devfs is dead!

Yay! and thanks to Greg Kroah-Hartman for killing it.

GTK TreeModel implementations and language bindings.

I have tinkered with gtk+ many times in the past for various reasons. This has included my own mini-projects as well as changes to more widely used apps.

Only recently though have I tried anything more serious with it. This time it is via the gtk# binding using mono. Overally, I’m impressed with gtk#. It manages to stay close enough to the standard c api for gtk+ that anyone familiar with it could use gtk# easily, but also it gives a more c# friendly api where it matters.

One thing I wanted to do that is fairly important to my project was to write a custom TreeModel implementation. The reason is that the data will be retrieved on demand from a webservice running on another machine on the LAN and cached in the model implementation. I don’t want to use the usual TreeModel implementations because they use the “push model” and that would mean loading all the data ahead of time. Not good.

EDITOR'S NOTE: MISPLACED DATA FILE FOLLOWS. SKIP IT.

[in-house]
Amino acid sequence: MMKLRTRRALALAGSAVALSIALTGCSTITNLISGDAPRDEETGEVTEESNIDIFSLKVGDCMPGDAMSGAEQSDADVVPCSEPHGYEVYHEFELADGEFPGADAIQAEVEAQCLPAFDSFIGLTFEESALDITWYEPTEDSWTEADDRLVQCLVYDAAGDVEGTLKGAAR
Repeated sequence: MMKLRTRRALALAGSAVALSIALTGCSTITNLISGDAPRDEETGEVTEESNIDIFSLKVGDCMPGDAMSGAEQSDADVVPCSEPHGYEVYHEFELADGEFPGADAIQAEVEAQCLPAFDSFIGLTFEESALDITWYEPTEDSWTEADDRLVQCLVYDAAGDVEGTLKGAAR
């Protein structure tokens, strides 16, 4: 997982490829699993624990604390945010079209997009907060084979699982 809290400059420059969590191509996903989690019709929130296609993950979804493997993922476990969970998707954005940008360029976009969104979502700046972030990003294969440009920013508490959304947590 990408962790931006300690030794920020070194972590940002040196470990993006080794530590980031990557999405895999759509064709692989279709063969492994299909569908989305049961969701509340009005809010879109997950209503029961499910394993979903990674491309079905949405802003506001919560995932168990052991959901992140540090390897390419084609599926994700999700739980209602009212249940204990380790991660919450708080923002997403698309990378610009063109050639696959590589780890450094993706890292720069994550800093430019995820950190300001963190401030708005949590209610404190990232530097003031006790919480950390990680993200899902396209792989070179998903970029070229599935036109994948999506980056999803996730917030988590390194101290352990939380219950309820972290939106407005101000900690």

Easy, I thought. I just write a class that implemented TreeModel and code up the required methods. Not so. Apparently it is not possible yet to implement GInterfaces when using gtk#. Now, I have tried to think about what this might involve to implement in gtk# and I freely admit I got lost very quickly. Writing a binding for anything glib based cannot be a simple task.

However, I can’t help thinking this is something of a glaring omission. In fact, it pretty much means (as far as I can see) that I have to either:
1) Wait until gtk# allows this.
2) Put hacks into my project such as the ManagedTableModel that is floating around. (which will make portability slightly harder because I have to worry about DllImport - yes, I’m lazy)
3) Wait until gtk# provides something like ManagedTableModel itself
4) Choose another platform.

I started to wonder if this is possible in other gtk+ bindings. I haven’t searched exhaustively, but it appears that neither java-gnome or pygtk support this either. (anyone please correct me if I am wrong.) pygtk does have a solution for my case in the form of GenericTreeModel that can be extended and would work brilliantly.

Maybe I should be looking at using python and pygtk instead then?

Faster yum?

I just noticed that a new package called yum-metadata-parser has gone into rawhide. Interesting.

10 seconds googling later reveals that it’s a ~10 times faster yum metadata parser that is reported to also use a lot less memory. This might make fedora suddenly useable on a whole bunch of my machines. I look forward to trying it out.